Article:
Mumbo Jumbo Essay Prompt (English 1B) Final Essay Guidelines and Topics Your final essay is due on the last day of class and must be at least 2,000 words (8double-spaced pages), supported by academic research and accurate use of MLA stylecitation and works cited list through which you apply sound principles of logic, critical thinking,and […]
Love is considered to be the most profound emotion that people ever experience. Affection, whether lifelong or fleeting, as well as romantic or platonic, has the power to change lives, teach valuable lessons, shatter people’s hearts, and nurture meaningful relationships. Therefore, it is not surprising that love is one of the most commonly delved-into themes in literature. Novels, such as Mumbo Jumbo by Ishmael Reed, explore love as a literary theme in various ways to make the story memorable and heartfelt. In the mentioned work, Reed utilizes parody, which is often restricted to the distortion and imitation of a literary text, as a medium for literary and social satire.
Reed blends his satiric and parodic intentions profoundly in Mumbo Jumbo, where he parodies a storyline form (the detective novel) whose basic search for knowledge is similar to the philosophical, religious, and social principles he finds objectionable in western culture. The detective fiction model chosen by Reed is that of the thriller, a narrative category that is often linked to hard-boiled American tradition (Whetter13). Thus, the author uses magic, double consciousness, black vernacular, and detective personas while parodying the detective form. In Mumbo Jumbo, Reed adheres to the conventions of the hard-boiled detective fiction genre to mirror the constant war of humankind with itself, thus, outlining the theme of love by indicating that the characters will face obstacles in their relationships that they must overcome.
Mumbo Jumbo, as a novel of satirical criticism and ideas, works on various levels. Majorly, a postmodernist anti-detective narrative continues the utilization of hoodoo, black vernaculars, double-conscious detection, and black detective tropes of altered detective personas while parodying the detective form (Reed 175). However, on another level, the novel portrays a broader landscape against which the ancient conflict between Thanatos and Eros is played out. The point, then, is that Mumbo Jumbo mirrors the constant war of humankind with itself. On the one side lies the urge towards self-destruction and hatred, and on the other lies love, which affirms revitalization.
As an illustration, the epidemic “Jes Grew” crisis in the novel intensifies the concentration of the struggle as the United States moves into the second decade of the 20th Century. Based on a death-seeking ethos referred to as Atonism, Western civilization’s political and social structure is portrayed as contemptible. For instance, the chief Atonist, Hierophant, is delighted with the news that the watercress darter has become extinct (Reed 211). The information was additional evidence that the Atonist cause was triumphing in the battle for control of the planet. The Artists are primarily white and exemplify the deadliest dynamic of western civilization. Moreover, they are in direct competition with “Jes Grew,” who are mostly black and represent the life force.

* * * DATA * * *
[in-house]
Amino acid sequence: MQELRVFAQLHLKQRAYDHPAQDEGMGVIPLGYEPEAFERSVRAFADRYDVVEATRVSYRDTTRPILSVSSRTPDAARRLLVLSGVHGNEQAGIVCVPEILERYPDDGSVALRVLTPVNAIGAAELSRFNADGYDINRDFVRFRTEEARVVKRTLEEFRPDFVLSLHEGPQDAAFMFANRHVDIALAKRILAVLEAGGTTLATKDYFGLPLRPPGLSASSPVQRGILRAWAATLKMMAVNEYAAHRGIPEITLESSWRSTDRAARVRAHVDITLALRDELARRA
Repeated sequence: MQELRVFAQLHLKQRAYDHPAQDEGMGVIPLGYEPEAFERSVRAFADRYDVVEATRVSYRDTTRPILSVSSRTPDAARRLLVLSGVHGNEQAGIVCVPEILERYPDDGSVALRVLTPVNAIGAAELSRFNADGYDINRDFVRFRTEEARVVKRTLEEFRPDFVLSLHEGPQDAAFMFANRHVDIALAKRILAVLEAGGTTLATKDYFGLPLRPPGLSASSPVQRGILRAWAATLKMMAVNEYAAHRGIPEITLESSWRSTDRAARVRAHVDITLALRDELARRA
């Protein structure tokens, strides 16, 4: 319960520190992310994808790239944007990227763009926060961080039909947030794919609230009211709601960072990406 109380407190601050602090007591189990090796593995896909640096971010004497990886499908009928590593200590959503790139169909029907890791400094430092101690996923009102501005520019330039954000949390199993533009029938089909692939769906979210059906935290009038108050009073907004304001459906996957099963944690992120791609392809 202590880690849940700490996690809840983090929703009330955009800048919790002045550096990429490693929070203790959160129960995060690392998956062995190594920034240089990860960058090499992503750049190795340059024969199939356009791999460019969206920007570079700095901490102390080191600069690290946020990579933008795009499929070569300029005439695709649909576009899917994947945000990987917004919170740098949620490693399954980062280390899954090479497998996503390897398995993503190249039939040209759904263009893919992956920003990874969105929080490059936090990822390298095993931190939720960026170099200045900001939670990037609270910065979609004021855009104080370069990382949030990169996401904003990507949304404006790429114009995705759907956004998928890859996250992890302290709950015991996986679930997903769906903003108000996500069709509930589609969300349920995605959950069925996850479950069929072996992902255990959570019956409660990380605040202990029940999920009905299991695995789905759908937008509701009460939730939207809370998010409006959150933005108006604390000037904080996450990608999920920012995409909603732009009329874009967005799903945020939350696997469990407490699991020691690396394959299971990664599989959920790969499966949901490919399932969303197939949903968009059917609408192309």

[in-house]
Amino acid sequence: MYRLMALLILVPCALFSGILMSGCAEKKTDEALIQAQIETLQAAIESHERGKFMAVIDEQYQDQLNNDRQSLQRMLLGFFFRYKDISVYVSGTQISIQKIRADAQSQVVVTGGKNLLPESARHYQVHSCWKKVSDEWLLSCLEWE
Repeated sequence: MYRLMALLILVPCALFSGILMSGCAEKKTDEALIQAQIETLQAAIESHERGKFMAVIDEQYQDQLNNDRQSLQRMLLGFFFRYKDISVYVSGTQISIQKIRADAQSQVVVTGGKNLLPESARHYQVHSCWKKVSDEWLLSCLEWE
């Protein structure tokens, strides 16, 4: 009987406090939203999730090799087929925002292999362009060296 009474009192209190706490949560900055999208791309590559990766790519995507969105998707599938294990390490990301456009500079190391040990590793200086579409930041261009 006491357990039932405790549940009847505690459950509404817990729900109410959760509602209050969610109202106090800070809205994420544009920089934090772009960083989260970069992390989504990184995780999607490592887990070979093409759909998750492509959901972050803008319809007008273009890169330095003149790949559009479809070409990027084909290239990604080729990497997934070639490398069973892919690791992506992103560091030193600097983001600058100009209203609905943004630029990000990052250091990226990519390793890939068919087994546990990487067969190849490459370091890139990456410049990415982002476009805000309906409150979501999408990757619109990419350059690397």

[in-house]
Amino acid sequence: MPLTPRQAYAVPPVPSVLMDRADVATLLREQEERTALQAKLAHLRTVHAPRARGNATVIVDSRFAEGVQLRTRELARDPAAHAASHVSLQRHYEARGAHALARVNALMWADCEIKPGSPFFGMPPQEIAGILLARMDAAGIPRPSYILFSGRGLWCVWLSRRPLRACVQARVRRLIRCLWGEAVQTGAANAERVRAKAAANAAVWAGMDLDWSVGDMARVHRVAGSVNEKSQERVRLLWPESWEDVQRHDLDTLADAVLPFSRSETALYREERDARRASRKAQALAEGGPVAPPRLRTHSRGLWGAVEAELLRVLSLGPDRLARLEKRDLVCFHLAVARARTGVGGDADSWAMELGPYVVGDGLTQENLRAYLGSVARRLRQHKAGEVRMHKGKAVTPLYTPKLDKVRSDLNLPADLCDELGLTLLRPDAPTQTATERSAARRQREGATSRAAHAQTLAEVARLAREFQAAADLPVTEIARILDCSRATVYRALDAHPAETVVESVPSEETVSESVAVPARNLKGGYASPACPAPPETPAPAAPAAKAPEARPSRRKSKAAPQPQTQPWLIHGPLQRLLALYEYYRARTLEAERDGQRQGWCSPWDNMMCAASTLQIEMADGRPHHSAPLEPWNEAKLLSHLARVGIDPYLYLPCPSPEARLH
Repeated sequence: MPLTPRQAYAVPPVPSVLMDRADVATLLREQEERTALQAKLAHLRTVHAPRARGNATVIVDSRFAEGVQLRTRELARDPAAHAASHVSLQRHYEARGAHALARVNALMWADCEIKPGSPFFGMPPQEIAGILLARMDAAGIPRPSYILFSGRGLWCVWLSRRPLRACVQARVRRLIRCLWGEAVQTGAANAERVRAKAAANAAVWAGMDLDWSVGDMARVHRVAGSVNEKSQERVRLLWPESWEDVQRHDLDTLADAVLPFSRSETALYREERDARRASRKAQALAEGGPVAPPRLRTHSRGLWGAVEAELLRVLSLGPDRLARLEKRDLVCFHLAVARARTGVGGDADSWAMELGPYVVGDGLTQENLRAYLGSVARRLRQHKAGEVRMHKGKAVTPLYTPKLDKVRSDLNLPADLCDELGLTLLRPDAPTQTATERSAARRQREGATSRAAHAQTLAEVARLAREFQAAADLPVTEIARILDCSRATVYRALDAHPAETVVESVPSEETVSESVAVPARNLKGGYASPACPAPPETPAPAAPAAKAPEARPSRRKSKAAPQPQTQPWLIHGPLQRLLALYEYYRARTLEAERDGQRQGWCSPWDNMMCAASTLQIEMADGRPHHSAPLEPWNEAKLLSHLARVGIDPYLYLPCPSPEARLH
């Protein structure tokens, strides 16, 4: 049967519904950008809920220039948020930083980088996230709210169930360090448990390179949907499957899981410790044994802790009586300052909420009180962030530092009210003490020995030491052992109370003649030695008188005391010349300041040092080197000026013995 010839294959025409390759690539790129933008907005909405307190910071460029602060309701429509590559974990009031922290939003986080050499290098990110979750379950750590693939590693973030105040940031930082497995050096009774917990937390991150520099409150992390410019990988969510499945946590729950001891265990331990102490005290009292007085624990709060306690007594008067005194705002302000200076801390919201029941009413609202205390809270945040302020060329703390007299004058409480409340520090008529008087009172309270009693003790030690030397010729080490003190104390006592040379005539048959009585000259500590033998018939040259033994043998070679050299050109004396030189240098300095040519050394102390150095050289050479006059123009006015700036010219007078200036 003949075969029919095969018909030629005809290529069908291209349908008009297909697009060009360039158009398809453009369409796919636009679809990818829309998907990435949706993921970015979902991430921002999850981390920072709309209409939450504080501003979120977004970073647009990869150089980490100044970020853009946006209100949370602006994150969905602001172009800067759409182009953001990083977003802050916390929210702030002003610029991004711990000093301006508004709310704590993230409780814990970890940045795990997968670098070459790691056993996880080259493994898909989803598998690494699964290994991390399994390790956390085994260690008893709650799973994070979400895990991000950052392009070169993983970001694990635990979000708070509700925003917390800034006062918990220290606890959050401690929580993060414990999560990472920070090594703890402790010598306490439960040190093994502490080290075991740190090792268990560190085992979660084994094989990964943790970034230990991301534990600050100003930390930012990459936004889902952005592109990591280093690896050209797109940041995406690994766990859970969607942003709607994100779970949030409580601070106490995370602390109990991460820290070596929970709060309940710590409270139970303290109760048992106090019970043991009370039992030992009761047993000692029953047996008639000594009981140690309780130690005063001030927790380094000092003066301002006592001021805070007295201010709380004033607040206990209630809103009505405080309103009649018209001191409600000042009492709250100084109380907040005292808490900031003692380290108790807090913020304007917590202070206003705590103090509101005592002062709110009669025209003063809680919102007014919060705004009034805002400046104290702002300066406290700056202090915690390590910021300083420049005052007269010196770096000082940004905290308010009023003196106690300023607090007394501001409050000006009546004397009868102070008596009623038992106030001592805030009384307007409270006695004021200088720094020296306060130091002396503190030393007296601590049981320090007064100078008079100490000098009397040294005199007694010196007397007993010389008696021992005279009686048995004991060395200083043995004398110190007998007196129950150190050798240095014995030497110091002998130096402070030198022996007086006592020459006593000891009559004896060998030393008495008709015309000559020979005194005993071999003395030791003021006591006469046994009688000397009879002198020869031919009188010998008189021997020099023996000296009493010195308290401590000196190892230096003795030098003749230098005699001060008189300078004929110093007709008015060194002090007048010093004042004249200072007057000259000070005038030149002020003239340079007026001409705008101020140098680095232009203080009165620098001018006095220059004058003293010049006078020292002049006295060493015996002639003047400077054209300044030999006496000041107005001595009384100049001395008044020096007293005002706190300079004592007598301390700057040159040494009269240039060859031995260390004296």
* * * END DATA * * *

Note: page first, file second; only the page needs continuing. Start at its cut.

The novel’s constant struggle between different groups and ideologies suggests a modern society in conflict. For example, as a black revolutionary, Berbelang is fighting the racist practices of various organizations, including the museums (Reed 87). The black gangster, Buddy Jackson, is fighting the white gangsters led by Schlitz. The division is also apparent among ranks as the death-dealing Wallflower Order is in a quarrel with the Knights Templar. Nonetheless, there is little manifestation of continuity and sanity amid this chaos. The author construes the broad condemnation of western civilization through the eyes of a sensitive and educated African American. Based on his reflection, the novel postulates a positive approach to the consciousness of African Americans, centered in part on Afrocentric and African American worldviews and not on the Euro-American perspective. Reed achieves this by reinterpreting the entire western civilization history, reconstructing its gods, and redefining its myths.